Aristotle credits Socrates with the invention of induction: "Socrates was occupying himself with the excellences of character, and in connection with them became the first to raise the problem of universal definition. . . . It was with good reason that he should be seeking the essence, for he was seeking to argue deductively and the beginning of deductive arguments is the essence. . . . For two things may be fairly ascribed to Socrates—inductive reasoning and universal definition, both of which are concerned with the starting point of science." (Metaphysics 13.4, 1078b24-30)

How does this compare to the Anointed Savior (Jesus Christ)? By contrast, there are no eyewitness accounts of Jesus, only hearsay from several generations later, and mythologisation by Paul in which the man barely appears but primarily serves as a functionary of cosmic atonement. Aristotle's thought has a logical basis in critique of Socrates' earlier thought, transmitted through Plato. Nothing like such a clear lineage of ideas exists with Christ.

The evidentiary gulf between Socrates and Jesus is extreme. The evidence for Socrates is compelling while the evidence for Christ is non-existent.


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Post Re: Did the man "Jesus" exist?
ant wrote:
History is not as black and white as "EITHER Jesus existed OR he did not." There are too many variables to consider when reconstructing past events, particularly those that go back thousands of years.
For anyone else whose existence is uncertain, people admit it is uncertain. Not Jesus. Christians say he is the best attested person ever, that anyone who doubts His existence is a fool who should be shunned, that the Christ Myth Theory has already been refuted, etc etc trotting out the same tired calumny of baseless dogma. Faith means never having to say you are sorry.
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Maybe the historical figure "jesus" was known by another name? Maybe everything documented about him was fabricated? Maybe it is only partially true? Considering just those questions (there are countless others) is problematic. It probably isn't the first time a true to life historical character had certain segments of his life mythologized. It's highly doubtful, based on the evidence available, that Jesus was completely mythologized.
This opens up an interesting question regarding historical causal trees. Genetics provides the best example of such causal trees. We know there is a mitochondrial eve who everyone alive is descended from, because there is scientific evidence that admits of no other explanation.

But when it comes to the existence of Jesus, the causal trees are memetic, based on the evolution of ideas, with provenance that overlaps, disappears and is utterly contestable. Some of the Q sayings seem to go back to ancient Egypt, as do some of the miracles and symbols. The passion has no evidence, and appears to be mythic typology based on various dying and rising saviors such as Dionysus, Osiris and Adonis. The Jesus Seminar conducted a poll of liberal theologians of which bits of the Gospel they thought were authentic, and came up with a range of views. My view is that the bit with best claim to coming from Jesus is the loaves and fishes, but as cosmic parable, not actual miracle.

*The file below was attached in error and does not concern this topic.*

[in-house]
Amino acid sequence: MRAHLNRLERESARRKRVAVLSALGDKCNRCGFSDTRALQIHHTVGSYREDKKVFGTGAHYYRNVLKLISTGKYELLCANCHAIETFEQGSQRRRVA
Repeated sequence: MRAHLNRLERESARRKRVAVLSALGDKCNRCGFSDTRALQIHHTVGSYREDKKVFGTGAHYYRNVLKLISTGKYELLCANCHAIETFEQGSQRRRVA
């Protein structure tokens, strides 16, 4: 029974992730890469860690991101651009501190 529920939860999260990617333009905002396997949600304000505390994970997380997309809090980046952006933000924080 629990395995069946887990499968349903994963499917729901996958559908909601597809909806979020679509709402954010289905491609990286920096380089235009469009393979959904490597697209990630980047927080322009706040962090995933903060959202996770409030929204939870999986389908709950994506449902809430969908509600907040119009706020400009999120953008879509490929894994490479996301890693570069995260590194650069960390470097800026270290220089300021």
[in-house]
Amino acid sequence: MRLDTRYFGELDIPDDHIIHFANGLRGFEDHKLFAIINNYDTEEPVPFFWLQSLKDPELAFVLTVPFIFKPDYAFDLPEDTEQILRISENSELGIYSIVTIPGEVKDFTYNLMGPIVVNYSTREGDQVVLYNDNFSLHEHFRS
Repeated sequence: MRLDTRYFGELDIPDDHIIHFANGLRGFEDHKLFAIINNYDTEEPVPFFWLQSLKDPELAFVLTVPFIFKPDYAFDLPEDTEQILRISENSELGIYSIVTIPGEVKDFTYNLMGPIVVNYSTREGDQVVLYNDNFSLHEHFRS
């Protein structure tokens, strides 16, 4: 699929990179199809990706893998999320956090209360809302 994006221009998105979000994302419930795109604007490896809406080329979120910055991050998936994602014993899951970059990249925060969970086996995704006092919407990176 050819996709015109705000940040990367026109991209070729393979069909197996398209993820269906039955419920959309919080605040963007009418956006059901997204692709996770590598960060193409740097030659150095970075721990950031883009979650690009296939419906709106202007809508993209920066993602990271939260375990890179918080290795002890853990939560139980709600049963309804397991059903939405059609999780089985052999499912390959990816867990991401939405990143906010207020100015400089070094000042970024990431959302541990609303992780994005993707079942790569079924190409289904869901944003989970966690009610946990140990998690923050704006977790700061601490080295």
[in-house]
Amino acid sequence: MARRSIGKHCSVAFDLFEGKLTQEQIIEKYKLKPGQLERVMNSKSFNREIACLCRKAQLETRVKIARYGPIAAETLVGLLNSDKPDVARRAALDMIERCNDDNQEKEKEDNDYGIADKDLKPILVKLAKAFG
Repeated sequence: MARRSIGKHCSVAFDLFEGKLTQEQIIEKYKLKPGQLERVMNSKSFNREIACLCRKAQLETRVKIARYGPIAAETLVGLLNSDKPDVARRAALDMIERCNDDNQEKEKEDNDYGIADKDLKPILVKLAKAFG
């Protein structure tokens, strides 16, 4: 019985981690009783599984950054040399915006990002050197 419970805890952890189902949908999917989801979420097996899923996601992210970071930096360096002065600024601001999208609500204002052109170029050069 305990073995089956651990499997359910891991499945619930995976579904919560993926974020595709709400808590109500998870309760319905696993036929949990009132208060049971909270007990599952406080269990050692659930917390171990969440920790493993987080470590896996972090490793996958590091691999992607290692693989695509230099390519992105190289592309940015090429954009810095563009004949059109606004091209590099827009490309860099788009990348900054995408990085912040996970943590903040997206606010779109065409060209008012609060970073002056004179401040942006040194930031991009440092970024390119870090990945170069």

This method of elaborating fantasy on an actual person is known as evemerism. But with Jesus, it seems the evemeristic sources are so various in time and identity that it makes little sense to identify them with one so-called historical Jesus.

The idea is intriguing that there was a real Jesus but almost everything we know about him is wrong and distorted. What this would mean would be there was one man in Palestine whose ideas and deeds are at the actual historical origin of the Gospels, rather like there is one shiver of snow at the top of a mountain that is the source of an avalanche, but in the historical process the recollection of these deeds was so twisted that the picture we have bears no resemblance to the facts. This is a line I have explored in seeing Christ as the avatar of the age of Pisces.
Quote:
Certainly a rational, logical individual can come to the conclusion that because history is not black and white, it is illogical to make broad, sweeping generalizations that trumpet absolute statements such as "Jesus was a myth - case closed."
I'd advise questioning anyone that does. Most likely there is a strong bias against religion in general.

I would prefer to say "Jesus was a myth - case opened".

Suggesting that recognition of the mythic nature of Christ closes discussion of his identity is a very superficial and bigoted attitude, sadly common among nonbelievers. Observing the extreme levels of duplicity, ignorance, error and delusion that went into constructing the Christ myth tells us an enormous amount about human psychology and religious consciousness. George Orwell mined this fertile seam in his novel 1984 by basing Big Brother on the Pope of Rome. Seeing that people were capable of such a Big Lie says a lot about the nature of sin.


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A Nation Under Judgment by Richard Capriola